That's a "non-breaking space," a special kind of space character that doesn't
word-wrap (and, though this isn't part of the official standard, also doesn't
generally collapse if more than one is used in a row, so it can be used
to add extra horizontal whitespace). Netscape's editor seems to think very
often that the user wants to have an extra non-breaking, non-collapsing
space, for instance at the end of each text line. Maybe it first converts
the carriage returns to spaces in its initial parsing of the document,
then decides that these need to be "hard spaces" and so inserts .
That's the best I can figure out the possible "thought process" it goes
through, but the result is to stick those silly, unnecessary characters
all over the place. They make the document bigger in disk space and transfer
time than it needs to be, make it harder to understand and maintain in
a regular text editor with all this extra junk in it, and on occasion,
these extra spaces will even find their way to a spot that screws up the
layout, like at the beginning of a table row making it fail to line up
with the other rows.
You can go through your document and get rid of those funny space characters,
and then deal with the possible ruining of your layout if some of
them actually were necessary to make things line up.
Useless Inserted Tags
Other wasteful things editors will insert include formatting tags applied
to empty spaces, like:
<CENTER><DIV ALIGN=CENTER><P ALIGN=CENTER><FONT
FACE="Arial,Helvetica"><FONT SIZE="+1"><FONT COLOR="red"><B> </B></FONT></FONT></FONT></P></DIV></CENTER>
This whole big mess of code serves only to insert a blank paragraph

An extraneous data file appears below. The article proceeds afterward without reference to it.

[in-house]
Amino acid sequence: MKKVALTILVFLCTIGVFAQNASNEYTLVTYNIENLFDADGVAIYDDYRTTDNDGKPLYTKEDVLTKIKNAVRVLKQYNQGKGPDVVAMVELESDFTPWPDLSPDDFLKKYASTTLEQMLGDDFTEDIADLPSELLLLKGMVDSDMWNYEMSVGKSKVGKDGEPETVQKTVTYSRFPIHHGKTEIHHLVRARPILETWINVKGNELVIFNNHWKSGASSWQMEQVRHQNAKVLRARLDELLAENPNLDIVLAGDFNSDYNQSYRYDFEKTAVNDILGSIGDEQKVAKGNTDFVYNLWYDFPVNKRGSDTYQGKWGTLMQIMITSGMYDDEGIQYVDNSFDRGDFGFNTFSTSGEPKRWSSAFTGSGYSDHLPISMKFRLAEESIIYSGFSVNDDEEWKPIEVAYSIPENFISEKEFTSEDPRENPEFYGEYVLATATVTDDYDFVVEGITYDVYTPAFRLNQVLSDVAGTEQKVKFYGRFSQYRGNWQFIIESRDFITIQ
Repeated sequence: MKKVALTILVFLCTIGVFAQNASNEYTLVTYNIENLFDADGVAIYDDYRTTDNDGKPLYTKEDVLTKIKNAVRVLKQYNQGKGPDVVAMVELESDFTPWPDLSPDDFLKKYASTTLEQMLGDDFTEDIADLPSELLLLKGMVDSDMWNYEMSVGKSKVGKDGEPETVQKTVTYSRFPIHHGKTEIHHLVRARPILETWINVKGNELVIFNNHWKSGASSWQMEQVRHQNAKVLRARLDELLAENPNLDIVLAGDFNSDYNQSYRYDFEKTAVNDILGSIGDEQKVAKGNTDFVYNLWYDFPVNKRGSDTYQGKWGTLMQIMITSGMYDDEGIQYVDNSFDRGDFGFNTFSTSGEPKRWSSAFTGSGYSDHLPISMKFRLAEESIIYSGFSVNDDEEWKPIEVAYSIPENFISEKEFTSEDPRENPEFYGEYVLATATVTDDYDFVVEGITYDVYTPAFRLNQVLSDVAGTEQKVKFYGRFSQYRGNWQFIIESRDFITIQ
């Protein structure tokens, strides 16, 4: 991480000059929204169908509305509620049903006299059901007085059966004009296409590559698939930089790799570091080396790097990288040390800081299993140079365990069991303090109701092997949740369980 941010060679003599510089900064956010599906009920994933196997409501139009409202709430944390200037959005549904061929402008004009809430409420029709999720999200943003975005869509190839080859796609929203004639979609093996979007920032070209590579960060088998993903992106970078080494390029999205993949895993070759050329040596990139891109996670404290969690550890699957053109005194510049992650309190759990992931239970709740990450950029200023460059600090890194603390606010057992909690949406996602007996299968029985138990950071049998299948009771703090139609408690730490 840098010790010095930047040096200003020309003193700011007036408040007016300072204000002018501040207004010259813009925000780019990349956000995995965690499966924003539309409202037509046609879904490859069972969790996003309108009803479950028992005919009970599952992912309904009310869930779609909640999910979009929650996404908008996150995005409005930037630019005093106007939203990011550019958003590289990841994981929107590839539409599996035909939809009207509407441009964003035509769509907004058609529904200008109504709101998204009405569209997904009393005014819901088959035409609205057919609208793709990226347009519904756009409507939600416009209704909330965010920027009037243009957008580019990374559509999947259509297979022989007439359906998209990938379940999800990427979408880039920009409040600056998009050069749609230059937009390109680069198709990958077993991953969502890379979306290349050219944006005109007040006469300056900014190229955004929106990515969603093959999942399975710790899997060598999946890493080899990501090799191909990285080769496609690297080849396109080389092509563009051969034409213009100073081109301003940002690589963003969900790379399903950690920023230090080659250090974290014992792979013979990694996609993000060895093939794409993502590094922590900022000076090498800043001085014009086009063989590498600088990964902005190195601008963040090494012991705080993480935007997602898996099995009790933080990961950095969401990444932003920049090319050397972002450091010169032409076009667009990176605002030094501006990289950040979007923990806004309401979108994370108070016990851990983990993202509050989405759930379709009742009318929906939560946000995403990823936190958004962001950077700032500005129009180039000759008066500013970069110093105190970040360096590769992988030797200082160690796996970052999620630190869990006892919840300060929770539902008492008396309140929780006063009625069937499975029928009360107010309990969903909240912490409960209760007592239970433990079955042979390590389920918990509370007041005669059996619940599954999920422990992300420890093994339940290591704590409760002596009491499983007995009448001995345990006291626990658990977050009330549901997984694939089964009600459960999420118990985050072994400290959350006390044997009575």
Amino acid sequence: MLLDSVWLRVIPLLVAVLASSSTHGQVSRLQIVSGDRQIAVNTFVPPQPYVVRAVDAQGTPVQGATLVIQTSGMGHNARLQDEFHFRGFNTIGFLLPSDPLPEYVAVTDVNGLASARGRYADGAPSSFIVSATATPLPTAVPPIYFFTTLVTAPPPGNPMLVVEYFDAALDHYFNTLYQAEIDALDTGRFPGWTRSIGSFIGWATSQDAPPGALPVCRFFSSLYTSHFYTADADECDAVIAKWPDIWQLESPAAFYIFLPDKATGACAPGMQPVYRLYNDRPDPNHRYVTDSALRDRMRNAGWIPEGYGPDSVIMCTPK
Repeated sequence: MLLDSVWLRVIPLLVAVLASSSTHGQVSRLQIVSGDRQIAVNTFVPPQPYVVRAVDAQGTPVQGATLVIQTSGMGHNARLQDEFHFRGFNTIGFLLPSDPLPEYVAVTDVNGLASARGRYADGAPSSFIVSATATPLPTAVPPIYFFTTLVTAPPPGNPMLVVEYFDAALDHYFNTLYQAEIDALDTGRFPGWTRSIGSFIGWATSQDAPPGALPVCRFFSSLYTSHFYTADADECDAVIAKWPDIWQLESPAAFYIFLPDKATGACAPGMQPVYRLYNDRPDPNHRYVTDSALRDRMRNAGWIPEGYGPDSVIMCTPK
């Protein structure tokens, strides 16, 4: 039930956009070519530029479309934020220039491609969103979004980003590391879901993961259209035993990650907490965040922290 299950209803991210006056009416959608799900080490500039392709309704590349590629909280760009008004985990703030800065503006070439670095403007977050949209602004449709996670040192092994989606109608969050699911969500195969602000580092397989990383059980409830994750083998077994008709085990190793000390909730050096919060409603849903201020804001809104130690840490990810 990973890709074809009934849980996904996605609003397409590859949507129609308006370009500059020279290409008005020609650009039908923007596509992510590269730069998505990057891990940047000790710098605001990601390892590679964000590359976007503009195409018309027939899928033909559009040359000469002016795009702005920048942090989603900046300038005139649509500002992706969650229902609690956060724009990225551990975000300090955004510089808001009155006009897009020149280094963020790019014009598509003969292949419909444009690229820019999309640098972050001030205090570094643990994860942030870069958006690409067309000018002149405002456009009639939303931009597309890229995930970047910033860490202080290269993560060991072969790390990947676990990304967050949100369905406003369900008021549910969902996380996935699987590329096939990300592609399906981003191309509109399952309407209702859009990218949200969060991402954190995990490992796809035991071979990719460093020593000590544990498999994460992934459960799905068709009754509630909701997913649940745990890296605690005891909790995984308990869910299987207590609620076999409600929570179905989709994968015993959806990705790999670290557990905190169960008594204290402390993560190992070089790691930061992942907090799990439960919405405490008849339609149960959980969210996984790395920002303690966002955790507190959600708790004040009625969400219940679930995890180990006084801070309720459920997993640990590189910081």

for vertical spacing, accomplishable via <P></P>.
All the other tags are useless. They're added because the editors are so
dumb that if you have stuff like font settings enabled they insist on adding
them even to blank spaces. The editors are also pretty dumb about failing
to collapse redundant tags. Even if the various font changes above were
actually needed to make sure that blank space was rendered correctly,
you could have done it with:
<P ALIGN=CENTER><FONT FACE="Arial,Helvetica" SIZE="+1"
Note how the three different centering tags were reduced to an attribute
of the single paragraph tag, and the three different font settings were
made into attributes of one FONT tag. This produces a shorter, cleaner,
more logical piece of code, showing the advantages of coding by hand instead
of using some silly editor!
WYSIWYG editors will also stick some weirdo oddball attributes into
tags, like NATURALSIZEFLAG in the IMG tag.
This is not part of any HTML spec that I am aware of, is not used by any
browser that I know of, and I haven't the slightest idea what it means,
but some of those editors like to stick it in.
Watch the syntax of the HTML tags generated by your editor. Many of them
do improper things like failing to put quotes around attribute values that
require them (any that include characters other than letters, numbers,
and hyphens; for instance, "100%" and "+1"), failing to properly nest blocks
(you should use closing tags in the reverse order of the opening tags),
Sometimes some of the editors will insert code that works in one browser